No. 2127 EDA 2016.


Superior Court of Pennsylvania.

Attorney(s) appearing for the Case

Robert Felts, for Appellant, Pro Se.

Hugh J. Burns, Jr. , Philadelphia District Attorney's Office, for Appellee, Commonwealth of Pennsylvania.

Daniel Francis Creedon , Philadelphia District Attorney's Office, for Appellee, Commonwealth of Pennsylvania.




Robert Felts appeals from the order denying his third pro se PCRA petition as untimely. We affirm.

This matter arose from a June 2001 robbery that resulted in the shooting death of one of the three victims. On February 4, 2003, following a jury trial, Appellant was convicted of first-degree murder, three counts of robbery, burglary, conspiracy, a violation of the Uniform Firearms Act, possession of an instrument of crime, and two counts of recklessly endangering another person. Thereafter, the court sentenced Appellant to life imprisonment for first-degree murder, and concurrent sentences for the remaining convictions. Appellant filed an appeal to this Court, and we affirmed his judgment of sentence. Commonwealth v. Felts, 855 A.2d 130 (Pa.Super. 2004) (unpublished memorandum), appeal denied Commonwealth v. Felts, 860 A.2d 121 (Pa. 2004).

Appellant filed two previous PCRA petitions, neither of which garnered relief. Appellant's second such petition, filed on December 14, 2009, raised, inter alia, a claim that trial counsel was ineffective for failing to investigate the criminal history of one of the prosecution's witnesses, and the purported getaway driver, Marcus Gibson. The PCRA court dismissed the petition as untimely, and we affirmed. Commonwealth v. Felts, 60 A.3d 572 (Pa.Super. 2012) (unpublished memorandum).

Appellant, acting pro se, filed the instant PCRA petition, his third, on August 21, 2012. Appellant asserted a claim pursuant to Miller v. Alabama, 132 S.Ct. 1733 (2012). On March 5, 2013, Appellant abandoned that challenge and amended his petition to assert a violation of Brady v. Maryland, 373 U.S. 83 (1963). Appellant contended that the prosecution withheld evidence of Mr. Gibson's criminal history, and sought discovery to further pursue the matter. Appellant also relied on this assertion to overcome the PCRA's statutory time-bar, stating that the Commonwealth's failure to disclose this evidence constituted unconstitutional government interference. The PCRA court issued a Rule 907 notice of its intent to dismiss the petition, and, on June 15, 2016, dismissed Appellant's petition as untimely. This timely appeal followed.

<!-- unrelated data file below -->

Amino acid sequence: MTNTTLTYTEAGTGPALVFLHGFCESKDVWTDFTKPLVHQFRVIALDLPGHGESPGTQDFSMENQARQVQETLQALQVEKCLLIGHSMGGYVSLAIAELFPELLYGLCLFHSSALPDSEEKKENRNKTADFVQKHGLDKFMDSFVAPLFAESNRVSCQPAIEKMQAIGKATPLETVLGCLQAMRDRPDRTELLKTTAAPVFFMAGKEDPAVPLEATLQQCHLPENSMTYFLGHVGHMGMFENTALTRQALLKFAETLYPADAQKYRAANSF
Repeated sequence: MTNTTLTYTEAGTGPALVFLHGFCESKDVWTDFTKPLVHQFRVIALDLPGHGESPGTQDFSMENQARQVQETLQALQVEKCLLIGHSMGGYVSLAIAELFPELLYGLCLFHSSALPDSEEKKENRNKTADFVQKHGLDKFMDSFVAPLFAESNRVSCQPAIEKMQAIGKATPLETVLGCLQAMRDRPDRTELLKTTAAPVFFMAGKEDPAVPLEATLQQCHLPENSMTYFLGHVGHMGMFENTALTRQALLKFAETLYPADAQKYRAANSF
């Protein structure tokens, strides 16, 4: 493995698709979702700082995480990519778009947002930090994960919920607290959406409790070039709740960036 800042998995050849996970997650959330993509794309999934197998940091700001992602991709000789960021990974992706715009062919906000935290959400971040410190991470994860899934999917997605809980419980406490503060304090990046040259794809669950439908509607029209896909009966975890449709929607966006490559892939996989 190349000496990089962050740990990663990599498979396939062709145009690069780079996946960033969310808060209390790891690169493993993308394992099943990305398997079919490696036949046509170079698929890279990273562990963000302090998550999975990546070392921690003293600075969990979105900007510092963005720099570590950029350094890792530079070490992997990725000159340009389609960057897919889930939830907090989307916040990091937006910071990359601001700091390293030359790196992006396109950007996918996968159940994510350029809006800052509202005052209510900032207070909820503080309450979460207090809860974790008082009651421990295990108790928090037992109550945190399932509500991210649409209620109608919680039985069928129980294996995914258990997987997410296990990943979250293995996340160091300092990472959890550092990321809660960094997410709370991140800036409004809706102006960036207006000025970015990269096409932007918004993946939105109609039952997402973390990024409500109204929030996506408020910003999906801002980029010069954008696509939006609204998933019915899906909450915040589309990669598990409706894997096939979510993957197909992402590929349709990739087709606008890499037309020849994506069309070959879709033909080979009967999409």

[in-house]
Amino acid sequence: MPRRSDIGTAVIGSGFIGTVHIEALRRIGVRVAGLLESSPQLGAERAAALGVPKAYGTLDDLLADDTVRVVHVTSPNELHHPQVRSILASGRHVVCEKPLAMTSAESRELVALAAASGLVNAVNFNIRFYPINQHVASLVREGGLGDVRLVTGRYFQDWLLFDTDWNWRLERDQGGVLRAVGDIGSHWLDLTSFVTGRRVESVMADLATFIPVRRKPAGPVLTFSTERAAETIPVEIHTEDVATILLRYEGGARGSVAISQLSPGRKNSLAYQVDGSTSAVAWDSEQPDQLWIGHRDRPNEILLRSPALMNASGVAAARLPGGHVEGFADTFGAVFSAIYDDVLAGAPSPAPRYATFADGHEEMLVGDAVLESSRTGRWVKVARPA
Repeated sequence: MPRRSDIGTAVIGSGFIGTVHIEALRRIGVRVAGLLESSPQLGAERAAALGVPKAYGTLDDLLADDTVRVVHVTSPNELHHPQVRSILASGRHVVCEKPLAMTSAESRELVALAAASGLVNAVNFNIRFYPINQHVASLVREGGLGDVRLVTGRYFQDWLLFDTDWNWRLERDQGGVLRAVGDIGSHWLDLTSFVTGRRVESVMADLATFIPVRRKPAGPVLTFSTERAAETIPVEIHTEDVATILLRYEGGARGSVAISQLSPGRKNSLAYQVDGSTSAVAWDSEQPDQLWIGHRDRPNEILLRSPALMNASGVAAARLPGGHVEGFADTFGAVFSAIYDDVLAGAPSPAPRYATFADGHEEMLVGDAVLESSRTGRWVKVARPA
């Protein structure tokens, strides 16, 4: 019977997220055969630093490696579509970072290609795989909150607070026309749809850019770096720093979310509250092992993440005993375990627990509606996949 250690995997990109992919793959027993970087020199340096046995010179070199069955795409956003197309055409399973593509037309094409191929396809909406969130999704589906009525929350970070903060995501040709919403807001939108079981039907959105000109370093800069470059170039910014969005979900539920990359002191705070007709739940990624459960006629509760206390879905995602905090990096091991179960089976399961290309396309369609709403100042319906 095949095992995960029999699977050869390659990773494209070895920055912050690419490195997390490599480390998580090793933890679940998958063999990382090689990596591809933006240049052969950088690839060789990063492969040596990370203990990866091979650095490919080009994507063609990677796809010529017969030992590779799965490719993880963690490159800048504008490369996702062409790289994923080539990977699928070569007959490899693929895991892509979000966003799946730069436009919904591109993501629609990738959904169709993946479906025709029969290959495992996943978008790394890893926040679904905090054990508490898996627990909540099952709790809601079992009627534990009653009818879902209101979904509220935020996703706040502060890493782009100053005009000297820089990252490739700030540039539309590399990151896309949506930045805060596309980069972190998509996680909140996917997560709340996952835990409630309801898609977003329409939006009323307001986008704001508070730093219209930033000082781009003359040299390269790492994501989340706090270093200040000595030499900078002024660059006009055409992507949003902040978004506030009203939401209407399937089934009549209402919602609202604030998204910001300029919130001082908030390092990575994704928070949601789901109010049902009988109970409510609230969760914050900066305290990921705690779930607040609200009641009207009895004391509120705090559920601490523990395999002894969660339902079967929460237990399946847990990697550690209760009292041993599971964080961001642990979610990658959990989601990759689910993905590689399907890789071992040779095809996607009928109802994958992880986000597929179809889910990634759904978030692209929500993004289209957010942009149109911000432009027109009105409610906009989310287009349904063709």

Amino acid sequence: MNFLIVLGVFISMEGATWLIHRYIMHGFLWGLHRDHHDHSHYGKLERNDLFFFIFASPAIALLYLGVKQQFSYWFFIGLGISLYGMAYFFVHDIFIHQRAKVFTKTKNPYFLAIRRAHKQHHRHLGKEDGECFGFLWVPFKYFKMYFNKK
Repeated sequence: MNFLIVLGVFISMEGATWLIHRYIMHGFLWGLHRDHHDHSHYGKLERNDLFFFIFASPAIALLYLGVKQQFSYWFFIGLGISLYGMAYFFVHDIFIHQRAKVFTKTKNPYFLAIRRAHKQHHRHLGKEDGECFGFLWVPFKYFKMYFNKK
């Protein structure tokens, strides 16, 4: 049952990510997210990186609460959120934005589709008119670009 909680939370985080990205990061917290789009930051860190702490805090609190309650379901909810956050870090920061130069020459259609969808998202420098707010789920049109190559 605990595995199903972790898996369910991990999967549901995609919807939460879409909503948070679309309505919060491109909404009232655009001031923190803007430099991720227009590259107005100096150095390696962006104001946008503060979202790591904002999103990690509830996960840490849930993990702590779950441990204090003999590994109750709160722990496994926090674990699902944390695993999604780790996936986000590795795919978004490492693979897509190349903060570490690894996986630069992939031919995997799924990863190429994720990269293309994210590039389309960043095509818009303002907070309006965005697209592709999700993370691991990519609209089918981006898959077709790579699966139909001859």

Appellant raises two questions for our review:

I. Did the PCRA court err in refusing to permit discovery so as to demonstrate a Brady violation? II. Can 42 Pa.C.S. § 9543.1 be reconciled with Brady insofar as it limits discovery requests to DNA testing?

Appellant's brief at 4 (unnecessary capitalization omitted).

We have long held that all PCRA petitions, including subsequent petitions, must be filed within one year of the date that a defendant's judgment becomes final unless an exception to the one-year time restriction applies. 42 Pa.C.S. § 9545(b)(1). This time-bar is jurisdictional in nature. As such, if a PCRA petition is untimely, "neither this Court nor the trial court has jurisdiction over the petition." Commonwealth v. Miller, 102 A.3d 988, 992 (Pa.Super. 2014) (citation omitted). Whether a petition is timely is a question of law. Thus, our standard of review is de novo and our scope of review is plenary. Commonwealth v. Hudson, 156 A.3d 1194, 1197 (Pa.Super. 2017).

When a PCRA petition is untimely, the petitioner must plead and prove that one of the statutory exceptions applies. Id. If no exception applies, then the petition must be dismissed, as this Court cannot consider its merits. Id. The PCRA sets forth the relevant provisions as follows: